Crisis

Staying in one city for an extended period is not something I’ve done when travelling before. Typically, I will divide a long trip between stops at several different cities, allowing myself only a minimum amount of time to see each. For my latest gallivant however, I decided to spend two weeks in Berlin. Not only did this give me time to explore more of the city, but also space to question the direction of my career and address a growing sense of disillusionment with my profession.

“Arm, aber sexy”

Berlin confounds all preconceptions of a German city. Described by its former mayor as “arm, aber sexy” (poor, but sexy), beyond the drab glass and steel of its commercial centre, lies a series of messier, ragtag districts. Nondescript residential apartment blocks, often defaced with graffiti, line up along leafy and cobbled streets interspersed by canals and churches. A visit to Potsdam provided a more conventional scene, although only because many of its historic buildings have been rebuilt over the last decade.

It’s hard to escape the notion that Berlin is still rebuilding too. Areas of land remain barren, some with the remnants of pre-war buildings standing to one side. Someone described the city to me as “post-apocalyptic”, which isn’t far off. The past is ever-present, sometimes as a necessary reminder, occasionally as eye-candy for tourists. That so much of this has been sign-posted over the last thirty years means history feels very contemporary here.

While other parts of Germany were able to restore their industries after the war, Berlin had to wait for reunification before it could find its purpose. Today, Berlin sees itself as a home for new ideas and experimentation, and so found itself a role as the capital of Europe’s burgeoning start-up scene. Various German corporations have small innovation hubs in the city, each hoping to benefit from the energy and ideas of the local community. It also attracts people like me, digital nomads looking for adventure. I heard from plenty of people who had relocated and were looking for work, and luckily for them, plenty of companies are looking to hire, too. But I found little to interest me.

Out of step

This trip was an attempt to find answers, perhaps with a vague notion of stumbling upon the perfect job opportunity that would rescue me from the cataclysm of Brexit. Instead, it confirmed what I already suspected: I’m in the midst of a full-blown career crisis!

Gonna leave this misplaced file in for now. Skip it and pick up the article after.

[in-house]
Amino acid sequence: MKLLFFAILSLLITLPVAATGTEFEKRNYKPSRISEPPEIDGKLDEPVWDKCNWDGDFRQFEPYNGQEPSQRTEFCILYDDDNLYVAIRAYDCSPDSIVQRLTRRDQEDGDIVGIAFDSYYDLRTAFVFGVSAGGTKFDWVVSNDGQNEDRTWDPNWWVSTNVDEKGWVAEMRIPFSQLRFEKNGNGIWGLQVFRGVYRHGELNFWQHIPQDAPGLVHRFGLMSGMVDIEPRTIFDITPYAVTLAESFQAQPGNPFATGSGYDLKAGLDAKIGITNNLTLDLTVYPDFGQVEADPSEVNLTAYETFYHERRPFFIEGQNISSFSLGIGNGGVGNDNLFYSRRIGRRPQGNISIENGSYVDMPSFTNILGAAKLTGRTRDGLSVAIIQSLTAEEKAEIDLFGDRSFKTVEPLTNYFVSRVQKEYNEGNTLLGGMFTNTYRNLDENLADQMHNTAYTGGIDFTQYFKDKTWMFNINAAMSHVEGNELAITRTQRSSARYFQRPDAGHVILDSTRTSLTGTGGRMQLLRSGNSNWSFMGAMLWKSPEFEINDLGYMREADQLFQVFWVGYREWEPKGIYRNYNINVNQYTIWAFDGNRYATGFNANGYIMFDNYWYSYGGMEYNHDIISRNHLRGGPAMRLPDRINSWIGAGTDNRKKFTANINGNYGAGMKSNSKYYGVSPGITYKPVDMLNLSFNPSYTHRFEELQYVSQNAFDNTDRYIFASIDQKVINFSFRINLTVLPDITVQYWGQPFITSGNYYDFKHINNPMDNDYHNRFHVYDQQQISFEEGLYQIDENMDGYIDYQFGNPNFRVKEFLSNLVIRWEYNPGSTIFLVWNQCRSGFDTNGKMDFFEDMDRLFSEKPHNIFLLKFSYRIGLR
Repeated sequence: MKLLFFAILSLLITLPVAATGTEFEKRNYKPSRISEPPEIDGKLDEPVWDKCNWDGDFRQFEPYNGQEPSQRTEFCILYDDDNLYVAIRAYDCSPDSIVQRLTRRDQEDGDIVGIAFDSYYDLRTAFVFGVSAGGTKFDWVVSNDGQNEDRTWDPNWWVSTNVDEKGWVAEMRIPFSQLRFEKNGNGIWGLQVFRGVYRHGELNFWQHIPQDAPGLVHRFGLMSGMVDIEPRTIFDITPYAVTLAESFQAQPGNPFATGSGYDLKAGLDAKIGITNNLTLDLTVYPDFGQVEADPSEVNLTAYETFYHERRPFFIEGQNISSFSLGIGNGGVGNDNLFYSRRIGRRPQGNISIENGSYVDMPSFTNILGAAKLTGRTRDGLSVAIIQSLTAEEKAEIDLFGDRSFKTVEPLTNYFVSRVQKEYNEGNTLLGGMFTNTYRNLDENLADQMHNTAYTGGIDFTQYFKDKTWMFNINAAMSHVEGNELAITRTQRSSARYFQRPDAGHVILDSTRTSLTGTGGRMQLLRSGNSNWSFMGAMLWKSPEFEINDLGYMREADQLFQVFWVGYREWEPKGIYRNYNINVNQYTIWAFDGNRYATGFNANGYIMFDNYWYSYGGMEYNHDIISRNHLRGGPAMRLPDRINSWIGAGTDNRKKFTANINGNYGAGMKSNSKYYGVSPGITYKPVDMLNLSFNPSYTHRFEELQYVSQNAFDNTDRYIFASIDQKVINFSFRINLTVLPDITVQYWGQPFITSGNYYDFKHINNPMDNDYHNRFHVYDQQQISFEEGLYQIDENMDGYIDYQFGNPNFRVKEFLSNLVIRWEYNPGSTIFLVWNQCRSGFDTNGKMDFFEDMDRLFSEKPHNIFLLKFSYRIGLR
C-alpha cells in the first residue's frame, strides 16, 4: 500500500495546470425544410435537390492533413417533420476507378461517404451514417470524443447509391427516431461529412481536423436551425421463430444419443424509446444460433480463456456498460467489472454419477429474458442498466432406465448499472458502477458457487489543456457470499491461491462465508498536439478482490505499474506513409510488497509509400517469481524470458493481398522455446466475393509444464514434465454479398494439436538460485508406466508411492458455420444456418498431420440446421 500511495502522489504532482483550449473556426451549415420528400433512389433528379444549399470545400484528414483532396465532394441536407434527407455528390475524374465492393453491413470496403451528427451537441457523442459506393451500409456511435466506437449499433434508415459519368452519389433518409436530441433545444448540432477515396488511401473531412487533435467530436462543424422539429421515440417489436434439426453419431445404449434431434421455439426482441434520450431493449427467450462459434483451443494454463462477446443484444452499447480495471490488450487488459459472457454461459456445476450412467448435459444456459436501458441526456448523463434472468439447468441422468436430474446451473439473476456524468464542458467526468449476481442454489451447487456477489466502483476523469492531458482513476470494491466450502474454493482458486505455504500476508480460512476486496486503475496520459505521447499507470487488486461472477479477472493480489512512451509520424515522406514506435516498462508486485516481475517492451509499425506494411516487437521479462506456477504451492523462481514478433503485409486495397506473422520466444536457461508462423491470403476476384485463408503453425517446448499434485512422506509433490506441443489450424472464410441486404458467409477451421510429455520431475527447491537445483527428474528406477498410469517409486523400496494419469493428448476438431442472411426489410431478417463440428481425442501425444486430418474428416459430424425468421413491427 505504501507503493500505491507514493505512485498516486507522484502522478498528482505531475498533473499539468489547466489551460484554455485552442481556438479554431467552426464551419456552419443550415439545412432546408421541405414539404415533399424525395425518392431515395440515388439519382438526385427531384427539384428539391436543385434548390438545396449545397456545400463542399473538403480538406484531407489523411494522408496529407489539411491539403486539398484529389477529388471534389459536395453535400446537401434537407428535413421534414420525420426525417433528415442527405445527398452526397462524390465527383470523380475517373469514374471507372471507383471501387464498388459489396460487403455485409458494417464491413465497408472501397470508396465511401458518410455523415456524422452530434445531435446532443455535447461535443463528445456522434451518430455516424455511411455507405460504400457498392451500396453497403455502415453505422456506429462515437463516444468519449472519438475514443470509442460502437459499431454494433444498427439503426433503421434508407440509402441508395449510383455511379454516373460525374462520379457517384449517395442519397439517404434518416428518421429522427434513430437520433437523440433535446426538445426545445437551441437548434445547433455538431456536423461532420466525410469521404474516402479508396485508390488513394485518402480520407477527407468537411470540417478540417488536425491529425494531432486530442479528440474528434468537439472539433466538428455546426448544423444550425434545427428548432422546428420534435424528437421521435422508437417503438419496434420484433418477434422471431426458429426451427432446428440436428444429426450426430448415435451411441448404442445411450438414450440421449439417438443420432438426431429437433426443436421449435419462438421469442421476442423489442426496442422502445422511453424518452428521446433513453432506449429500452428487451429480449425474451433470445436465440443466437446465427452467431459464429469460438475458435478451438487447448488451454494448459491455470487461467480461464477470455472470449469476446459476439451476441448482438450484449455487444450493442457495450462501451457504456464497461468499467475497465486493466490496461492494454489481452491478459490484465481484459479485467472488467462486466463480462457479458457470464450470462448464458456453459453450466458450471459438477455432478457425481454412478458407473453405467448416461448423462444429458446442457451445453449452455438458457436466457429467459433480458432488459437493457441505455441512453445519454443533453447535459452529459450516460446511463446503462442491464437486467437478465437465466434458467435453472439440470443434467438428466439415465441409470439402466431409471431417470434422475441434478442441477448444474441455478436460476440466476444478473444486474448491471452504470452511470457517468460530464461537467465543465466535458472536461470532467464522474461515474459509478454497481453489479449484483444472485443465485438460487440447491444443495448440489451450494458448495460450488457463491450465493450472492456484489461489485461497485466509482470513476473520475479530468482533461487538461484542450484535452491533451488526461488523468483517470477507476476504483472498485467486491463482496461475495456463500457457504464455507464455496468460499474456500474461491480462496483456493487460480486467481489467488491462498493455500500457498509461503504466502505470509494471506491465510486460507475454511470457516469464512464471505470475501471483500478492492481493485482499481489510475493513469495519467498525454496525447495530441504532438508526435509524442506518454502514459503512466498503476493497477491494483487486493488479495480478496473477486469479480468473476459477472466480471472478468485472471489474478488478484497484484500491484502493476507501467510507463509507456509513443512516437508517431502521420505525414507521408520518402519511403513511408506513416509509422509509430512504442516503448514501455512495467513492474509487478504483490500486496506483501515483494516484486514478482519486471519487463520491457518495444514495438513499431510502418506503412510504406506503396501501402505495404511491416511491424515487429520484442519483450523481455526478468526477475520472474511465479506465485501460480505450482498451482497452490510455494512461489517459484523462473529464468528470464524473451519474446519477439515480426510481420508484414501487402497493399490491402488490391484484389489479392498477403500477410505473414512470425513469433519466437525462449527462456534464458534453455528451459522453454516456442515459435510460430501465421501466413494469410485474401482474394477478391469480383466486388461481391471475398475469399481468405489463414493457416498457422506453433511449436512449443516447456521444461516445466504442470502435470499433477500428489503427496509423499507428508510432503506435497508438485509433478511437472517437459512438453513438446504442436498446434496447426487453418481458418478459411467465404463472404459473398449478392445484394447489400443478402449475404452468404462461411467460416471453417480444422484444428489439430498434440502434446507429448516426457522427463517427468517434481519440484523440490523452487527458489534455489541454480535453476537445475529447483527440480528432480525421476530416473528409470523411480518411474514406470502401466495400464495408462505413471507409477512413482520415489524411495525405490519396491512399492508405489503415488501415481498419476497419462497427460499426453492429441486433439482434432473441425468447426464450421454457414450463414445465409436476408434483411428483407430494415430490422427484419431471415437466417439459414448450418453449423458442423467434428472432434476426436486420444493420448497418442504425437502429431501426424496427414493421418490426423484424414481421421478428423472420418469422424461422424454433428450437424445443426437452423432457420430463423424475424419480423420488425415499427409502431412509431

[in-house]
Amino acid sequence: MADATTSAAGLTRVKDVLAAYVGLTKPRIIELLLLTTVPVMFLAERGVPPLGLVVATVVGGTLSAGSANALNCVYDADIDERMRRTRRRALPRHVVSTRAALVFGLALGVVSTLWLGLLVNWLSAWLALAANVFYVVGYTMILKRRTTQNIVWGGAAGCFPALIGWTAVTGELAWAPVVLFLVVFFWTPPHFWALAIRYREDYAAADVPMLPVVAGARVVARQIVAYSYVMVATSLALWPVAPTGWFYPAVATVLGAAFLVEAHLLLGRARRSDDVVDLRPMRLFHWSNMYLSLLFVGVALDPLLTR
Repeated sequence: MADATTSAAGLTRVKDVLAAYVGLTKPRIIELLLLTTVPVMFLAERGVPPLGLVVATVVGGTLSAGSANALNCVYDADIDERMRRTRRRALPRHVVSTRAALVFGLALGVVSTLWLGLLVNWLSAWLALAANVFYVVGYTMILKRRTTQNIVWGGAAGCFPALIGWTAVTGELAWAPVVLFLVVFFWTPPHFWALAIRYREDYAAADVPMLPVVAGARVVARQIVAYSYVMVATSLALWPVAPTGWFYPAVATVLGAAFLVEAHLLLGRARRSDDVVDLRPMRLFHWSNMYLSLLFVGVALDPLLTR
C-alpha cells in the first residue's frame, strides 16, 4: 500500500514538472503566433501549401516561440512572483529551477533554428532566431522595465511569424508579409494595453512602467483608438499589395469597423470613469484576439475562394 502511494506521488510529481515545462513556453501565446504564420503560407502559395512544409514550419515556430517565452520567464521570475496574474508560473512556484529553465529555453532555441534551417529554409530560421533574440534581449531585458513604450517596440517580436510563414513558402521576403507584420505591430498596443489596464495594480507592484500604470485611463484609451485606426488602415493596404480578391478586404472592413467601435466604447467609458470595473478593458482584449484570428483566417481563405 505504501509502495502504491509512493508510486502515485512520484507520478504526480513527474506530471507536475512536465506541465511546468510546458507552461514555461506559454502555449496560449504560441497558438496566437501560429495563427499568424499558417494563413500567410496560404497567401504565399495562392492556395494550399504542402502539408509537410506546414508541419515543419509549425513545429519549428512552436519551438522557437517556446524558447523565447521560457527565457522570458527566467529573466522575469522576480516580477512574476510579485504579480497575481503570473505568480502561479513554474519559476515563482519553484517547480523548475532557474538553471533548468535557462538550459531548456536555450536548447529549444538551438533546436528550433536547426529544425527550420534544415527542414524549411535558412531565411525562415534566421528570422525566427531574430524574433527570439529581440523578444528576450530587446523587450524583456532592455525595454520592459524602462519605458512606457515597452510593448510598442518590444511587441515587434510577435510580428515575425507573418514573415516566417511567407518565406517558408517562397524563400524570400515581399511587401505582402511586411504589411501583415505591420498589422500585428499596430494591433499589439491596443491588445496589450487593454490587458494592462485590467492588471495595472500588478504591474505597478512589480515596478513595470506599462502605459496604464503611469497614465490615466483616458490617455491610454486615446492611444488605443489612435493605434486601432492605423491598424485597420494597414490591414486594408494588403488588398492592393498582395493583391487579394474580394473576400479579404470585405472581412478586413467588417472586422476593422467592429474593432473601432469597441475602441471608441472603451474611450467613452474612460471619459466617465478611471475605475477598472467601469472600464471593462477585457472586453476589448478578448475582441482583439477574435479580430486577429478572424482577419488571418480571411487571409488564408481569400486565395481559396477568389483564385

At this point I’m doubtful any job could meet my exacting requirements. 15 years in the profession has allowed me to develop a highly specific set of criteria, while freelancing has lavished me the freedom and flexibility I crave.

My career has survived me saying no to a lot of things, but I’m starting to wonder if a lack of curiosity and willingness to experiment with new technologies is starting to catch up with me. Technology, as currently conceived, just doesn’t appeal to me. I couldn’t care less about AR, AI, VR, voice-driven interfaces or bloody blockchains. Topics that do excite me — sustainability, transport, urban development, infrastructure, travel, history, architecture — tend to involve more tangible things, not bytes stored on a server somewhere in Virginia.

I can’t shake the feeling that the better I understand what drives me, the more out of step I am with everyone else.

Companies want to disrupt and disentangle, whereas I want to repair and galvanise. Organisations want to move fast and break things, whereas I want to move slowly and fix things. The industry has adopted Atwood’s Law — anything that can be written in JavaScript, will be written in Javascript — but I want to work with teams building robust systems founded upon accessible, semantic markup.

If I wished to spend my time writing single-page React apps for morally ambiguous companies, I’d have no shortage of options. Ever the contrarian, I want the opposite.

This might be a somewhat reductionist and over-simplified perspective, and it doesn’t paint the full picture, but I imagine aspects will ring true for others. Not a day passes when I don’t speak to a friend or colleague who isn’t equally as confused or unhappy about the trajectory of their career. Perhaps it’s a symptom of age?

One crisis at a time.